Conclusion

First-generation students are all pioneers in their own way. Each and every one is battling personal conflicts that make it extremely difficult to come out victorious in this hike of Mount Everest that we call “College.” Furthermore, through careful examination and research, I have noticed common trends of struggle among first-generation, minority students. The main factor that contributes to these struggles is simple: lack of knowledge and lack of experience from family members before. This one factor stems off and contributes to an abundance of other hardships in areas such as financial aid, academic support, and language barriers. In addition, being a first-generation student comes with the difficulties of battling the mental struggles of being in a position of such high pressures. These pressures and the rest of the struggles forced upon this demographic of students makes it nearly impossible for them to be the best student they can possibly become. At Lewis University, first-generation students make up more than ⅓ of the student population. The emphasis of supporting these students and ensuring their success is crucial to not only the current student body of Lewis but the success of generations after these students to come. I had my doubts at first; however, each of my interviews has enlightened me with the support that Lewis is offering these struggling students. We must continue to support these students and let it be known to them that they will never walk alone on the difficult yet courageous path they have chosen to take on as true pioneers of the educational world.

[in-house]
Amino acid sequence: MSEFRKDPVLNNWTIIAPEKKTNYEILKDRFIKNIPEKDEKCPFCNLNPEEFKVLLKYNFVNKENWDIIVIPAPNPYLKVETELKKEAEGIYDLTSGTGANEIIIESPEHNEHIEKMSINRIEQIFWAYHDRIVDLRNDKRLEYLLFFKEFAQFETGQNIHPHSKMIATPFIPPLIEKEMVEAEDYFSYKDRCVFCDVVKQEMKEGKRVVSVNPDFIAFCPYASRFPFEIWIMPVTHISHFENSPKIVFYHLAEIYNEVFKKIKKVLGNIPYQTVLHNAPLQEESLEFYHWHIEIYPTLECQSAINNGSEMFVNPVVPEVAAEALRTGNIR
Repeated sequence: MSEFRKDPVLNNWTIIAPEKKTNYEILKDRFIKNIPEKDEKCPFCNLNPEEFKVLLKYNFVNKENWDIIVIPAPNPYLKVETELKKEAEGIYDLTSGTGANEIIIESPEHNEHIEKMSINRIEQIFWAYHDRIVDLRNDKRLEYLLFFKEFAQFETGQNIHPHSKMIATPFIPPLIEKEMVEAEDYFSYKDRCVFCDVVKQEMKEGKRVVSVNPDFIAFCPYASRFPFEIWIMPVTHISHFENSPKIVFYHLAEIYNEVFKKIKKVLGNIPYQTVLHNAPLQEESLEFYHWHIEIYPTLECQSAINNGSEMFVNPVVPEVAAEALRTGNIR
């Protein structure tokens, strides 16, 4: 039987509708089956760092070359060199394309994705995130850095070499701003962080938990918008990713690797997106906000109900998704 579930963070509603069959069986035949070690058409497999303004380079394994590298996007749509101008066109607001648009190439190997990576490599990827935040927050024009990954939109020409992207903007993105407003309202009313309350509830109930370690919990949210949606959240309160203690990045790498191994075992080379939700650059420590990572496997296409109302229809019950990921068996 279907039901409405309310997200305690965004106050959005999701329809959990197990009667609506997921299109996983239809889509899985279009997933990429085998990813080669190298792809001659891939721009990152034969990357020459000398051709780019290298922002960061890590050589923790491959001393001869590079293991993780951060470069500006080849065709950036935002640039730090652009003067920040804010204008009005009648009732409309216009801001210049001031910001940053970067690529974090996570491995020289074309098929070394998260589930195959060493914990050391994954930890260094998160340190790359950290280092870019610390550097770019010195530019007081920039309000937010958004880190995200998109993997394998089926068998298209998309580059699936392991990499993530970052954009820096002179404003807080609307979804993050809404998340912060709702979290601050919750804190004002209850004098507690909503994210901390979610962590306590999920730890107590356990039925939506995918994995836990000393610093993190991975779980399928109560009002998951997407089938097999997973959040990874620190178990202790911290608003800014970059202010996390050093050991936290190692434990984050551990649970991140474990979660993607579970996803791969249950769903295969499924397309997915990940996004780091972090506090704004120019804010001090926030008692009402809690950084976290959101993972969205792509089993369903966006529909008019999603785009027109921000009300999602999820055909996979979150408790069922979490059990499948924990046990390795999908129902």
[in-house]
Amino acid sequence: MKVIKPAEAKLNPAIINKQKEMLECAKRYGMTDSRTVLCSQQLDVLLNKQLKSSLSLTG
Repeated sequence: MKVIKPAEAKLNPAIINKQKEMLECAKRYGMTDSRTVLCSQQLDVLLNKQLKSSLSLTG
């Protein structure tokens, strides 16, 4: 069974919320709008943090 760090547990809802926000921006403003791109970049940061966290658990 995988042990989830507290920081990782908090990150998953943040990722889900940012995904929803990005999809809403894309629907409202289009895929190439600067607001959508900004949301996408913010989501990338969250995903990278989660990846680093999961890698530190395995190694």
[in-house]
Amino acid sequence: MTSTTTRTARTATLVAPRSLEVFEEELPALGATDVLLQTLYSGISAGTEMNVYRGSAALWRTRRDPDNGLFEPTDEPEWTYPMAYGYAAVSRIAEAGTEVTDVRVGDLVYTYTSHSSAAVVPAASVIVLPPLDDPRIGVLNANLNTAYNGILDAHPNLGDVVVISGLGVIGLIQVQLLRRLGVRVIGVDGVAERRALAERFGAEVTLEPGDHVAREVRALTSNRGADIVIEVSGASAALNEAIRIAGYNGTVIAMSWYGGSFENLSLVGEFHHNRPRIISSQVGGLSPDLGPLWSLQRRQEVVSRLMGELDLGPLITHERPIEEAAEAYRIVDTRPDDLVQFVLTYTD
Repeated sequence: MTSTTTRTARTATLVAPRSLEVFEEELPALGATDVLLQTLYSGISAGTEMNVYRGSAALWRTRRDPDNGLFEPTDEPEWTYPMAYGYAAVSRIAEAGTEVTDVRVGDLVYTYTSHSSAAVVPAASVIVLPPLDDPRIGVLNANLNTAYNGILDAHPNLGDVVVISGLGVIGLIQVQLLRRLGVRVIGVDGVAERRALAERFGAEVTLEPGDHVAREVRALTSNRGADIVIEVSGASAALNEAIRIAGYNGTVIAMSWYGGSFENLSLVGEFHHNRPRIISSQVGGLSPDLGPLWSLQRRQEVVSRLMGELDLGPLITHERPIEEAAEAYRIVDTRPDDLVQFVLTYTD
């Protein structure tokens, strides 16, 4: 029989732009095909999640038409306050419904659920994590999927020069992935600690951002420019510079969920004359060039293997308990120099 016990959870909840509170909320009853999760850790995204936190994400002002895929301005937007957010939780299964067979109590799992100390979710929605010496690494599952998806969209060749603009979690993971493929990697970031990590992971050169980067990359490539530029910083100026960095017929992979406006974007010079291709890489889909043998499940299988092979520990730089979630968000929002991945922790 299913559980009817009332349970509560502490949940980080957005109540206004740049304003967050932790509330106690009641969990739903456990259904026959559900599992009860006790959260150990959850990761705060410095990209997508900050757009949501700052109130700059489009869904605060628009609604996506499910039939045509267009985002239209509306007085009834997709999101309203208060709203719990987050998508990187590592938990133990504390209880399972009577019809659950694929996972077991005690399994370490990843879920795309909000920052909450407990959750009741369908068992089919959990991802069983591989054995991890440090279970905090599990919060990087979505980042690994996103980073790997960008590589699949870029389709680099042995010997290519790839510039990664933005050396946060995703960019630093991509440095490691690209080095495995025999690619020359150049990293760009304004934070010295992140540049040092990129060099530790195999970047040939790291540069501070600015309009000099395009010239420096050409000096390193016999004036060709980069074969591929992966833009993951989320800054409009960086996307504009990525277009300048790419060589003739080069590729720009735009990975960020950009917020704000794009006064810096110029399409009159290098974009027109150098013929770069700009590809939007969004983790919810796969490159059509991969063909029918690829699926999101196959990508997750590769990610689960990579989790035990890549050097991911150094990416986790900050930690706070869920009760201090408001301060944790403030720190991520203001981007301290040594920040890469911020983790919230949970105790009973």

Works Cited

Covarrubias, Rebecca, and Stephanie A. Fryberg. “Movin’ On Up (to College): First-Generation
College Students’ Experiences with Family Achievement Guilt.” Cultural Diversity and
Ethnic Minority Psychology, vol. 21, no. 3, 2015, pp. 420–429. https://psycnet.apa.org/buy/2014-37299-001

Engle, Jennifer and Tinto, Vincent. “Moving Beyond Access: College Success for Low-Income,
First-Generation students.” Pell Institute for the Study of Opportunity in Higher Education.  https://eric.ed.gov/?id=ED504448

“Home.” First Generation Foundation, http://www.firstgenerationfoundation.org/.